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5 Facts About America’s Refugee Policy

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refugeesRecently a number of religious groups—including some connected to the World Council of Churches and the U.S. Conference of Catholic Bishops—have urged the U.S. government to resettle 100,000 Syrian refugees this coming fiscal year, in addition to increasing the total U.S. resettlement commitment to 100,000 refugees from other parts of the world.

Although President Obama has not agreed to increase the amount nearly that much, last week he ordered his administration to increase the number of Syrian refugees admitted to the United States in the coming year, directing his team to prepare for at least 10,000 in the next fiscal year.

How does the federal government decide how many refugees to let into the U.S. and from which countries? Here is the answer to those questions and other facts you should know about refugees and resettlement policy in America:

1. The first refugee legislation in the United Stateswas the Displaced Persons Act of 1948, which brought 400,000 Eastern Europeans to the U.S. Other refugee-related legislation included the Refugee Relief Act of 1953 (which brought in 214,000 refugees fleeing communism) and the Fair Share Refugee Act of 1960 (which mostly brought those still living in displaced persons camps after World War II). The U.S. government also used the Attorney General’s humanitarian parole authority to bring refugees into the country, beginning in 1956 with Hungarian nationals and ending with hundreds of thousands of Indochinese refugees in the 1970s.

2. The number of refugees admitted into the U.S. each year is decided by the President. Before the beginning of each fiscal year, the President, in consultation with Congress, establishes an overall refugee admissions ceilingas well as regional allocations. The total number of refugees authorized for admission in 2013 was 70,000. The largest regional allocation was to the Near East/South Asia region, which accounted for 46 percent of the authorized admissions number to continue accommodating refugee arrivals from Iraq, Iran, and Bhutan.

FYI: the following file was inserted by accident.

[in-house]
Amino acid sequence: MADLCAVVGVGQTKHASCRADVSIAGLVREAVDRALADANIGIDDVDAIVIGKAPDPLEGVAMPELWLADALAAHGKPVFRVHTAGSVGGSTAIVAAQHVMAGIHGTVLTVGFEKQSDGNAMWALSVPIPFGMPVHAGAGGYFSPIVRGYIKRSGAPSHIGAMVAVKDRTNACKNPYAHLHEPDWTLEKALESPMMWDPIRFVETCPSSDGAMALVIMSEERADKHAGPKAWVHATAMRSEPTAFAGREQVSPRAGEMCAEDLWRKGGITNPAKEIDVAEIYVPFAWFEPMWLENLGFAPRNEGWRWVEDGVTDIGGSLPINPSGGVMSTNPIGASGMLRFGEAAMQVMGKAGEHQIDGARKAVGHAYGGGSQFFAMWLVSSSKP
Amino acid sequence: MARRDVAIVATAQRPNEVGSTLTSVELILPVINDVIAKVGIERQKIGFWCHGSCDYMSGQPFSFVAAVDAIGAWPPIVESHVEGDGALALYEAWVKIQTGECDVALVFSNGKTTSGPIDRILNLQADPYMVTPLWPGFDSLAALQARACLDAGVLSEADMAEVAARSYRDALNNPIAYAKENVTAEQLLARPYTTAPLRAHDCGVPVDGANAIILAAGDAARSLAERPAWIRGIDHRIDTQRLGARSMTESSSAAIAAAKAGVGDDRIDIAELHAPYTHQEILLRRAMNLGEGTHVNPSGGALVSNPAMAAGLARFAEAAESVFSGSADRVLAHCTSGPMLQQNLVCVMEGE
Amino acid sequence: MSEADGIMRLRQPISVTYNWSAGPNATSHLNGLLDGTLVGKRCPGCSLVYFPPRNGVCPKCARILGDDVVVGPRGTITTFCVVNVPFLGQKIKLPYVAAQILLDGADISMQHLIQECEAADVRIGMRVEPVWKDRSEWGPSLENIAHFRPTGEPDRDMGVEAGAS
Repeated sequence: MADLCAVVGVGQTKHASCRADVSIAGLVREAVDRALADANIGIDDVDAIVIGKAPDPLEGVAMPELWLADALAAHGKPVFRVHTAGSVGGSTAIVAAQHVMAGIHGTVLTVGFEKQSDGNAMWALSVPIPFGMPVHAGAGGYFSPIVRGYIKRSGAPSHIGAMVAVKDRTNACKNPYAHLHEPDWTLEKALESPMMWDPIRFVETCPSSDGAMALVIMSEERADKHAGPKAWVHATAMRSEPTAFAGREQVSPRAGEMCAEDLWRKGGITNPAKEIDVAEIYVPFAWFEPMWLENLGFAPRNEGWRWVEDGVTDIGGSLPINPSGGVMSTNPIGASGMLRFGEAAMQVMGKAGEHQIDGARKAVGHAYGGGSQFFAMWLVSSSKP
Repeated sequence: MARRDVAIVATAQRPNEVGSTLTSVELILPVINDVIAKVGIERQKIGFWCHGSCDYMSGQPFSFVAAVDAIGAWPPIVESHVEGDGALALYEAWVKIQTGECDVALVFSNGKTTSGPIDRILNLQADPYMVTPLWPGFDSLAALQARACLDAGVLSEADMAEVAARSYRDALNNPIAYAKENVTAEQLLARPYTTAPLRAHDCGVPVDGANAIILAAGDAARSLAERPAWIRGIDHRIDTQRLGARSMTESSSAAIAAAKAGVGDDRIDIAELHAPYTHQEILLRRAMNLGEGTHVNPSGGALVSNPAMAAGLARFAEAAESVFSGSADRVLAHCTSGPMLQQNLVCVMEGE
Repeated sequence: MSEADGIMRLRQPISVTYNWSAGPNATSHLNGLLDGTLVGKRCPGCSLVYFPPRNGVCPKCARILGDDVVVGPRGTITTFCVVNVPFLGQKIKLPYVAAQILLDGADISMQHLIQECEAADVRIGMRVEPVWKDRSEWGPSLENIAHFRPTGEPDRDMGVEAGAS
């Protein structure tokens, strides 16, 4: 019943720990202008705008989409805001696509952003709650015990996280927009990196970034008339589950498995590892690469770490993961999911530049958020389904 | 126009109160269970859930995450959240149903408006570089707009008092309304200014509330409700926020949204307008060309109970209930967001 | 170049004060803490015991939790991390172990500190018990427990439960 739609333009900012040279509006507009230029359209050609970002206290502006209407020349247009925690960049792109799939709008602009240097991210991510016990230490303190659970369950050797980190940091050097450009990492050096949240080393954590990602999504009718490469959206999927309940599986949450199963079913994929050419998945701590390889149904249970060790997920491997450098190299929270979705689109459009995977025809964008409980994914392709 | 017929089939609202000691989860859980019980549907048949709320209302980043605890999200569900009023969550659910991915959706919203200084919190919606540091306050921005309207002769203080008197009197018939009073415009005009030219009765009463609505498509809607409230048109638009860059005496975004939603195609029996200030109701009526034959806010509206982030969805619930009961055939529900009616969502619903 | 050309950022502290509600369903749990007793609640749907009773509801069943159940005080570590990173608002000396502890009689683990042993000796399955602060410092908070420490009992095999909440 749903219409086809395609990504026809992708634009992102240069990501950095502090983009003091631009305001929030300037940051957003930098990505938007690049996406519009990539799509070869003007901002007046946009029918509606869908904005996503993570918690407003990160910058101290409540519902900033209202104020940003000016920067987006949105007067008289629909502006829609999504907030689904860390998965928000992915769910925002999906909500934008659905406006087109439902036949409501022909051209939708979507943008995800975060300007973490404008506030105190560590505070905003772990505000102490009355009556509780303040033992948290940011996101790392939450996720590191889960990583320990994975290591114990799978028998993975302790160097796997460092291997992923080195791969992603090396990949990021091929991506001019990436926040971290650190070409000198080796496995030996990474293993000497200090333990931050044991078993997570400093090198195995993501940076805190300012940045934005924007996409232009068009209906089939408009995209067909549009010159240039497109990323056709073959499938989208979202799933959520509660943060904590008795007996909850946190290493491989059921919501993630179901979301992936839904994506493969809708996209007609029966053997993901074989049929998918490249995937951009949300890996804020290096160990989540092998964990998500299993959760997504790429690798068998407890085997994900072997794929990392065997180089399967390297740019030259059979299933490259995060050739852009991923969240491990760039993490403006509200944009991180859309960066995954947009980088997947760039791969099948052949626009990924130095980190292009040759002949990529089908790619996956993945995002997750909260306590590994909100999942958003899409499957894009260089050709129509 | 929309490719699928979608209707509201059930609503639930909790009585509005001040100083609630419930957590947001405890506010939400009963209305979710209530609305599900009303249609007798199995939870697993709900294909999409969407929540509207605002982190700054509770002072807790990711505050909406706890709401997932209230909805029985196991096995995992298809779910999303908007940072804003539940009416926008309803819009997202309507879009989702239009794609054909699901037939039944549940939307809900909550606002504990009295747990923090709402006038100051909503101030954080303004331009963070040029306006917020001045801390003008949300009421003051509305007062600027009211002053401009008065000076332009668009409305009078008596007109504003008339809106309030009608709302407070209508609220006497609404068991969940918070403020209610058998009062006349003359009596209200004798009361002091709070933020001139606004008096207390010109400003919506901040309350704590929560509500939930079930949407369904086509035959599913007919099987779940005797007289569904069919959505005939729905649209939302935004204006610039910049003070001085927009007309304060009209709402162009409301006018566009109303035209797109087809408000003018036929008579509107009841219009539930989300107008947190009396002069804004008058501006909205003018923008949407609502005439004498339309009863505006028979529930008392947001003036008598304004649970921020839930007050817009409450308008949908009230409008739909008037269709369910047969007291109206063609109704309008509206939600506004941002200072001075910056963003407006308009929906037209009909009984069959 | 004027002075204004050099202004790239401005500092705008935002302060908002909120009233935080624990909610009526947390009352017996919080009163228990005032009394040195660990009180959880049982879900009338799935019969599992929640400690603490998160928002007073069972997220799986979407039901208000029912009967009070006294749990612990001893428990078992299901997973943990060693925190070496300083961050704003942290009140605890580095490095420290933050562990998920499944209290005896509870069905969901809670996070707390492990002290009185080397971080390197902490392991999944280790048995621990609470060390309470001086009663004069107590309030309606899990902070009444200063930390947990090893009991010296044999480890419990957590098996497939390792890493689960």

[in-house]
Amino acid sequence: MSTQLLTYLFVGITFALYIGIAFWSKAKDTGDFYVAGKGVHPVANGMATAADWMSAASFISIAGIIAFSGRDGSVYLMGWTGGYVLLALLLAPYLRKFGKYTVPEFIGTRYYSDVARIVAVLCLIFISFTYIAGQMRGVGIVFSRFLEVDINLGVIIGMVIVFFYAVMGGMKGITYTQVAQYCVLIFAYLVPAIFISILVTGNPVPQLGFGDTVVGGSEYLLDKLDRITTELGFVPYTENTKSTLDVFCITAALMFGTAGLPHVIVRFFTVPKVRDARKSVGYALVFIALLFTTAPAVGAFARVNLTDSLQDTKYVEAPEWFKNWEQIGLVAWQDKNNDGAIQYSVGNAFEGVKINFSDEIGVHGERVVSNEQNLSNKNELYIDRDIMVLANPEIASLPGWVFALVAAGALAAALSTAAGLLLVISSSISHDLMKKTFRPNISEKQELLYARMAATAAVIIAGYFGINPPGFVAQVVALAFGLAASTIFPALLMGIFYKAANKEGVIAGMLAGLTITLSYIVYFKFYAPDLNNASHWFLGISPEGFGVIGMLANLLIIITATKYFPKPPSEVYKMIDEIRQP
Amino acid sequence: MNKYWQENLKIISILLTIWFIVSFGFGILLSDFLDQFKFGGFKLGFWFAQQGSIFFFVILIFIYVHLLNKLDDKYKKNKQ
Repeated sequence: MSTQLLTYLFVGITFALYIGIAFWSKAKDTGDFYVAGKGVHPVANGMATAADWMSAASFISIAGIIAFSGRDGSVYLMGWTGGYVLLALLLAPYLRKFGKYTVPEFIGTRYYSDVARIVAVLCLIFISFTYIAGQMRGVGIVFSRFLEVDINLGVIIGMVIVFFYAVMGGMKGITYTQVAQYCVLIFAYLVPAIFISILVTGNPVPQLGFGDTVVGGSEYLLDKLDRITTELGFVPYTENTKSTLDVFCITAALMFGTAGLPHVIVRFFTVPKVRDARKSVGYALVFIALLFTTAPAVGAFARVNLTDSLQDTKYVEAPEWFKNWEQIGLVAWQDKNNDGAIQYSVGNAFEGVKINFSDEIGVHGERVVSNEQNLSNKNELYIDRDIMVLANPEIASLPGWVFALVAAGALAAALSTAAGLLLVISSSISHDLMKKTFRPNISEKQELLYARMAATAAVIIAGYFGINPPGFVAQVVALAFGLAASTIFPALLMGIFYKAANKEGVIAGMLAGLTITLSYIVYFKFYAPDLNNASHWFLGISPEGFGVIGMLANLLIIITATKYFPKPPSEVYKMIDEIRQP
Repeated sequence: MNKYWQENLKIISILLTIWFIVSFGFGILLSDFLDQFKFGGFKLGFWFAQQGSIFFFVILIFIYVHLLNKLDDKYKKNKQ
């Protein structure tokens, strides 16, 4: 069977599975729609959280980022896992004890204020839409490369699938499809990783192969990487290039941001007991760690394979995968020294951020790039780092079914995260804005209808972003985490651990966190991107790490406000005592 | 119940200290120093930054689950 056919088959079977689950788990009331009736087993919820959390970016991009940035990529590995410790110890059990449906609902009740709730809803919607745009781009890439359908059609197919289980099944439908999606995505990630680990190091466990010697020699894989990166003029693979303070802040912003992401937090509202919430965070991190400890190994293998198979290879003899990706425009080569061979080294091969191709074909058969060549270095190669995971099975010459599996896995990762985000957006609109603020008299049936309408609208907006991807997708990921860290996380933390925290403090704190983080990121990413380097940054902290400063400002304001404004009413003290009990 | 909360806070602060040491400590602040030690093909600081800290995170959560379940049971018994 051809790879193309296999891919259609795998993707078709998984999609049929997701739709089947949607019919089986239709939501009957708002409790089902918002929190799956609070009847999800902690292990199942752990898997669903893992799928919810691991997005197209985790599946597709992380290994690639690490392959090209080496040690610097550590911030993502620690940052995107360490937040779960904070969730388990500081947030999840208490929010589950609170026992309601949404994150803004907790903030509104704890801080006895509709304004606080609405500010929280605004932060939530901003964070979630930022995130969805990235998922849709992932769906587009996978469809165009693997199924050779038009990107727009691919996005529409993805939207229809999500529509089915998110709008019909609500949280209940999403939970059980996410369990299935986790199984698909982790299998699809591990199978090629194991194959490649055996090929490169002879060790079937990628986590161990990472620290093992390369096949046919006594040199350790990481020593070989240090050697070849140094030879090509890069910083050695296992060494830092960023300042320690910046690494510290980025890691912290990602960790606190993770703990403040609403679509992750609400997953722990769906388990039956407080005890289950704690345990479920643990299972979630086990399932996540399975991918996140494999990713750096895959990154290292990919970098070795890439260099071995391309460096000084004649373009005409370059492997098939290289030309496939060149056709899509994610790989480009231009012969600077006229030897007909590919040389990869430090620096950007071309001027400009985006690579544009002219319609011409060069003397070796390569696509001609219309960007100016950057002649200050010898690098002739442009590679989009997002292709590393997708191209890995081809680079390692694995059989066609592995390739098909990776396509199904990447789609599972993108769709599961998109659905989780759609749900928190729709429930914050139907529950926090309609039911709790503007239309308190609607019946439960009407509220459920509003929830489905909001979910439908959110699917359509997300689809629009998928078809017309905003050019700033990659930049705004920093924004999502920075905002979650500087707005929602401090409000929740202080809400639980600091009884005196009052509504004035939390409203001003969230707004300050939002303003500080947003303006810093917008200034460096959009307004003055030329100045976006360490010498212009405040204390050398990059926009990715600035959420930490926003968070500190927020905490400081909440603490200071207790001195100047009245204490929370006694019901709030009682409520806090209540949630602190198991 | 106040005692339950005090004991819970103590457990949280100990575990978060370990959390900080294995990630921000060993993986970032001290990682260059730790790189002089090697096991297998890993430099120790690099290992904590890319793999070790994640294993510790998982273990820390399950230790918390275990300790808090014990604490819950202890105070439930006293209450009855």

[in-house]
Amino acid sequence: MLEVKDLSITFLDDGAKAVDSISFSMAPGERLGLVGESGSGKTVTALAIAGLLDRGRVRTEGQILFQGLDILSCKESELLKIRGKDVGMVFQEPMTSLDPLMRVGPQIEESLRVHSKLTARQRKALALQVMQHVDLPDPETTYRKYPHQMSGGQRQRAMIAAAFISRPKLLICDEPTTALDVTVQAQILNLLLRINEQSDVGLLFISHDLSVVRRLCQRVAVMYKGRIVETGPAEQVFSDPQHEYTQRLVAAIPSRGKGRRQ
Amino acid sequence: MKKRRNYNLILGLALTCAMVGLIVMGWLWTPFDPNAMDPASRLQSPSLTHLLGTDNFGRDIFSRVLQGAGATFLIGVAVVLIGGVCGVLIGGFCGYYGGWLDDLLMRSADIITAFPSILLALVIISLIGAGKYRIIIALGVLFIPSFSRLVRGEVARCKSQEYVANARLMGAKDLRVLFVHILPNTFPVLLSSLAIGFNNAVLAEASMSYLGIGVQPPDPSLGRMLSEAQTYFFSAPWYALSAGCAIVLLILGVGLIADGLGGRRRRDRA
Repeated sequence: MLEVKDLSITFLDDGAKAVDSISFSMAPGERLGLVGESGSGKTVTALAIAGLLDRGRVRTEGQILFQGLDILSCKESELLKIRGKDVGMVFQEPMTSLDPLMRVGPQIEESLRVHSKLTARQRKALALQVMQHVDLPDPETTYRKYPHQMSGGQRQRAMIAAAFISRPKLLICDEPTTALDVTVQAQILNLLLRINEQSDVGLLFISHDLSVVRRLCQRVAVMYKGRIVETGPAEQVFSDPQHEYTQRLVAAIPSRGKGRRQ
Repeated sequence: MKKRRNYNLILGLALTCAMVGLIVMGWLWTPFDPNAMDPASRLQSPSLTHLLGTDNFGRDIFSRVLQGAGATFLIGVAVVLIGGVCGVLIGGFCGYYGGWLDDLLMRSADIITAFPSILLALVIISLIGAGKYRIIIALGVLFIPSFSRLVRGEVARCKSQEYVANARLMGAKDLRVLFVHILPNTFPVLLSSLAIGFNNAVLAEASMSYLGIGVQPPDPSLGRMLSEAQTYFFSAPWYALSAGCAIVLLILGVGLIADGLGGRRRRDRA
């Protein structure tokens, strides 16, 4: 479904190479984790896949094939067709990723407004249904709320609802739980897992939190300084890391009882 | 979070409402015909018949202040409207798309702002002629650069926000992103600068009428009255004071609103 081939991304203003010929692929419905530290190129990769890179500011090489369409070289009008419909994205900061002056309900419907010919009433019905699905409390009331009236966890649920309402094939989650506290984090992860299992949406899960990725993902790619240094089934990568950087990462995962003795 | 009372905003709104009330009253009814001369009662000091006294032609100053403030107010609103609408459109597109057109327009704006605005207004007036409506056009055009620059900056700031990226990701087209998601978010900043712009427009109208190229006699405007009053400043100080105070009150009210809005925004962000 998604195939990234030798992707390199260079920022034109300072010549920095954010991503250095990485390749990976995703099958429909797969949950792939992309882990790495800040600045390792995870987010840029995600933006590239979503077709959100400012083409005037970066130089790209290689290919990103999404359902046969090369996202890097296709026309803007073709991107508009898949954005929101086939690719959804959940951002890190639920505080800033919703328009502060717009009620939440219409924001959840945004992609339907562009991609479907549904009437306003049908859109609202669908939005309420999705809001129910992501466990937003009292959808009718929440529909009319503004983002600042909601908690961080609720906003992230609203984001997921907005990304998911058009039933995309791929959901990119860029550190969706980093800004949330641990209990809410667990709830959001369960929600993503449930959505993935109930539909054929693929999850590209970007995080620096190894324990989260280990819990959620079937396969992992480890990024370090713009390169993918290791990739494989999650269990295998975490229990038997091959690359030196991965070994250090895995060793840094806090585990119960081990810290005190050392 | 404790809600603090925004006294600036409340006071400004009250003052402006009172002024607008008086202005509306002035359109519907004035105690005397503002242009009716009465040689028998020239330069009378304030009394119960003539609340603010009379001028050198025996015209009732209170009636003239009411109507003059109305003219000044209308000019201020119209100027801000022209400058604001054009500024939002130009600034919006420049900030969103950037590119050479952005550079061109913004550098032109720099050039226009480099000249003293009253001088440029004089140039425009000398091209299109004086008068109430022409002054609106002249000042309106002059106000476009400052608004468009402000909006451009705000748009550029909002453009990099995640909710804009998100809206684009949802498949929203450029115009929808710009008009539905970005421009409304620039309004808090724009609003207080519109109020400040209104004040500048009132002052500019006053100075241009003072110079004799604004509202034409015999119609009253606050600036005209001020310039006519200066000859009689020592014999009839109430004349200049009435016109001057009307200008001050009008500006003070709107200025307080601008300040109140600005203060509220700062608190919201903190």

3. Since 1975, the U.S. has resettled more than3 million refugees, with nearly 77 percent being either Indochinese or citizens of the former Soviet Union. Since the enactment of the Refugee Act of 1980, annual admissions figures have ranged from a high of 207,116 in 1980, to a low of 27,100 in 2002. In 2013, theleading countries of nationality for refugee admissions were Iraq (28 percent), Burma (23 percent), Bhutan (13 percent), and Somalia (11 percent). Seventy-five percent of refugee admissions in 2013 were from these four countries. Other leading countries included Cuba (6.0 percent), Iran (3.7 percent), Democratic Republic of Congo (3.7 percent), and Sudan (3.1 percent).

4. In 2013, the leading countries of nationalityfor refugee admissions were Iraq (28 percent), Burma (23 percent), Bhutan (13 percent), and Somalia (11 percent). Seventy-five percent of refugee admissions in 2013 were from these four countries. Other leading countries included Cuba (6.0 percent), Iran (3.7 percent), Democratic Republic of Congo (3.7 percent), and Sudan (3.1 percent).

5. The Office of Refugee Resettlement (ORR) is the federal government agency charged with providing benefits and services to assist the resettlement and local integration of refugee populations. Some of the ORR programs include Refugee Cash Assistance and Refugee Medical Assistance (for up to 8 months); Refugee Social Services, such as job and language training (for up to 5 years); and temporary custody and care to unaccompanied refugee children.

See also: Explainer: What You Should Know About the Syria Refugee Crisis

Joe Carter Joe Carter is a Senior Editor at the Acton Institute. Joe also serves as an editor at the The Gospel Coalition, a communications specialist for the Ethics and Religious Liberty Commission of the Southern Baptist Convention, and as an adjunct professor of journalism at Patrick Henry College. He is the editor of the NIV Lifehacks Bible and co-author of How to Argue like Jesus: Learning Persuasion from History's Greatest Communicator (Crossway).

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